ATTAR SINGHAttar Singh is a famous critic. He has so far published three collections of critical essaysâ€”Kavya Adhyayan (Study of Poetry), Drishtikon (Viewpoint), and Samadarshan (Perspectives). In his view, it is the first duty of progressive literature to fight against those tendencies that would tie literature to reaction. This can best be done, according to him, by enlightened progressive thinking, if it offers intellectual guidance to social forces and leads them to the ideal stage of social evolution, socialism. He admits that in literature, viewpoint and motive flowing from the uniqueness of the writer\’s experience must be artistically patterned.
In the context of Indian society, he suggests a compromise between the artistic and the popular, between expression and communication. Taking his measure of modernity, he sees two aspects of it in relation of Indian society. One aspect is constructive, arousing in the reader curiosity, an appetite for knowledge and a tendency to doubt which widens the circle of human thought and gives it a new strength to confront new possibilities. In the second aspect, “symptoms of crisis have begun to appear in the life of the individual as well as in society” in India. With the march of time, Indian culture is getting caught in the embrace of the machine civilisation and the culture of the West and this crisis is made more acute because of the conflict between the two leading socialist countries, creating an atmosphere of cynicism, doubt and lack of faith among Indian writers.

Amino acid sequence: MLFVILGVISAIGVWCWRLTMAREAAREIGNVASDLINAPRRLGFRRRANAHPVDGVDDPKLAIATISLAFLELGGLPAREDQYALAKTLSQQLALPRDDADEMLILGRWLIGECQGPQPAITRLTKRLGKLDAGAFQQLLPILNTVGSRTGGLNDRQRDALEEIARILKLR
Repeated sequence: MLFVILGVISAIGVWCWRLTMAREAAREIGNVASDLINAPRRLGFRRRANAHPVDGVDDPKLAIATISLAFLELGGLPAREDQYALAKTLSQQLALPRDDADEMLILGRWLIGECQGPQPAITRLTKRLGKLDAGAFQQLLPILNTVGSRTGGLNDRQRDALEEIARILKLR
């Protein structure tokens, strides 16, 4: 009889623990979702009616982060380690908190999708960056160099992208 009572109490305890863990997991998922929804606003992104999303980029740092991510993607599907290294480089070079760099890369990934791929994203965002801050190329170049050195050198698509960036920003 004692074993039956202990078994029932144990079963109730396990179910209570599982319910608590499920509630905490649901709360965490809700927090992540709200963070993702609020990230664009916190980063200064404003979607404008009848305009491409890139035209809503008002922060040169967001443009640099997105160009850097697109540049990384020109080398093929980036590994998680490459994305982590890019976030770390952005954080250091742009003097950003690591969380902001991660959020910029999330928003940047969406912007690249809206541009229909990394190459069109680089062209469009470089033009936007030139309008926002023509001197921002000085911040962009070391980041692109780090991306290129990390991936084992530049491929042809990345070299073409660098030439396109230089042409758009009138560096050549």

He regards the second aspect of modernity as only partially applicable to the human condition in Indian which is much more strongly inspired with hope for the future. Attar Singh\’s long essay, \’The Background of the Punjabi Literature\’, is full of rare insights. He has pointed to the lack both of variety of content and of form in Punjabi literature of the pre-British period. This he attributes to a comparatively unchanging material life and a stagnant economy, which account for the predominance of symbols like Ranjha and Heer in this literature. One thing in particular which Attar Singh has emphasised again and again is the comparative isolation of Punjabi literature from the main currents of literature in the rest of India. The reason he finds is the present-day alienation of Punjabi Muslims as well as Hindus from the Punjabi language as a vehicle of culture. This isolation is sought to be broken these days by those who are often decried as Punjabi Sanskritists.
1. Kohli, S.S., Punjabi Sahit da Itihas, Ludhiana, 1955.
2. Mohan Singh, A History of Punjabi Literature, Amritsar, 1956.
3. Sekhon, S.S. and K.S. Duggal, A History of Punjabi Literature, Delhi, 1992.